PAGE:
As House Judiciary Committee Chairman Bob Goodlatte’s (R-VA) patent reform bill (H.R. 3309, “Innovation Act”) gets closer to a scheduled House vote tomorrow (December 5, 2013), opposition to the bill has been pouring in from all over, including some unexpected sources of opposition to a bill targeting “patent trolls.”
As we reported in our blog post yesterday, “Where’s the Fire? The Rush to Patent Reform,” the higher education community has weighed in with opposition to the bill. An article in the Washington Post from last week, “Patent trolls have a surprising ally: universities” points out
Essentially, the universities are concerned that the legislation would make it harder for patent holders to enforce their patents. And they're right. The line between patent trolls and other patent holders isn't always clear, so any reform designed to make patent trolling more difficult is also going to inconvenience many conventional patent holders — including universities.
That’s EXACTLY the point we’ve been trying to make with all of our commentary on patent reform. In the rush to “stop patent trolls” Congress is falling all over itself with proposals that could do more than “inconvenience” conventional patent holders – some of the proposals, including some aspects of Goodlatte’s bill, will do real harm.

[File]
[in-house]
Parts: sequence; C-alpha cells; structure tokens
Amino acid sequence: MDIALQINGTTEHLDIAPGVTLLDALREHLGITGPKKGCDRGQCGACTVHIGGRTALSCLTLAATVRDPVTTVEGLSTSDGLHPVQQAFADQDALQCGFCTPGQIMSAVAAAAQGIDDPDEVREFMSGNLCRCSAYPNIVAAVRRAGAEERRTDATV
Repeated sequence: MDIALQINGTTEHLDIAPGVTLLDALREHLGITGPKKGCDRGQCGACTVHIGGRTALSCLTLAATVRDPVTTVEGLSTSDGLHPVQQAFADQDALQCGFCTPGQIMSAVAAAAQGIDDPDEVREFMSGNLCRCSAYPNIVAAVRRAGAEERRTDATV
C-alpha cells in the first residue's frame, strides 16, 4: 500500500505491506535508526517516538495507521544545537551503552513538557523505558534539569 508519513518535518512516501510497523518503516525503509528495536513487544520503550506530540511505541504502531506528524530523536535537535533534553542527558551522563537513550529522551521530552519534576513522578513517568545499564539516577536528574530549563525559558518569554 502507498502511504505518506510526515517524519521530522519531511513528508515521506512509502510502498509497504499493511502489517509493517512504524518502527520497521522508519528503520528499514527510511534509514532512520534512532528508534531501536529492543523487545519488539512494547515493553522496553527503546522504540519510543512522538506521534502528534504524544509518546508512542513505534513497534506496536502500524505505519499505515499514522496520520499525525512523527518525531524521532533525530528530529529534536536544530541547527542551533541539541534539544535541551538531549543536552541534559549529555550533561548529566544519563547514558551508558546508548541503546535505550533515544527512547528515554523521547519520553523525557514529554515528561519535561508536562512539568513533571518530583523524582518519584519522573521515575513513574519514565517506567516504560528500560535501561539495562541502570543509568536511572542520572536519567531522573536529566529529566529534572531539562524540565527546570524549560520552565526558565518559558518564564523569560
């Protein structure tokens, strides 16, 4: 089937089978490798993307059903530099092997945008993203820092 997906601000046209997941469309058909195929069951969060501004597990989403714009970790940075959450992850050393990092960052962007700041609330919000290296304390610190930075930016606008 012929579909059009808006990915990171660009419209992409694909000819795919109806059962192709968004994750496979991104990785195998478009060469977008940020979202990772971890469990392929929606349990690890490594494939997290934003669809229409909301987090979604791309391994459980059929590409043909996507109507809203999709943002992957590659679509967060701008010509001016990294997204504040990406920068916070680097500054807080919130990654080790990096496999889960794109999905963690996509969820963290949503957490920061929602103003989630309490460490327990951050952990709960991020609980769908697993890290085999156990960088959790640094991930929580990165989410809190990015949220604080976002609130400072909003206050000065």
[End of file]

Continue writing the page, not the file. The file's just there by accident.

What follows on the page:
Many other organizations that represent sources of true innovation have also been speaking up in opposition to the bill. The National Venture Capital Association told Congress
However, it is critical that Congress balance the need for patent litigation reform with the needs of those start-ups that depend on strong patent protection and that believe the system is working. Congress must also take care to avoid any unintended consequences that could weaken strong patent protection.
In a letter to Congress dated yesterday (December 3), the Biotechnology Industry Organization (BIO) said
Provisions in the legislation would erect unreasonable barriers to access justice for innovators, especially small start-ups that must be able to defend their businesses against patent infringement in a timely and cost-effective manner, and without needless and numerous procedural hurdles or other obstacles.
BIO is the world’s largest biotechnology association, representing 1,100 companies, including many startups at the cutting edge of biotech. The National Small Business Association, an organization that represents 65,000 small businesses and entrepreneurs on Tuesday told Congress in a letter that
NSBA believes that any legislation aimed at reforming our constitutionally-based patent system or the patent litigation process must adequately address and consider the concerns of the small business community, including potential undue or unfair burden that certain provisions incorporated into the Innovation Act (H.R. 3309) may place on individual inventors, technology startups and innovative small companies. Failing to do so could inhibit economic growth and impede small-business entities’ ability to prosper and create job.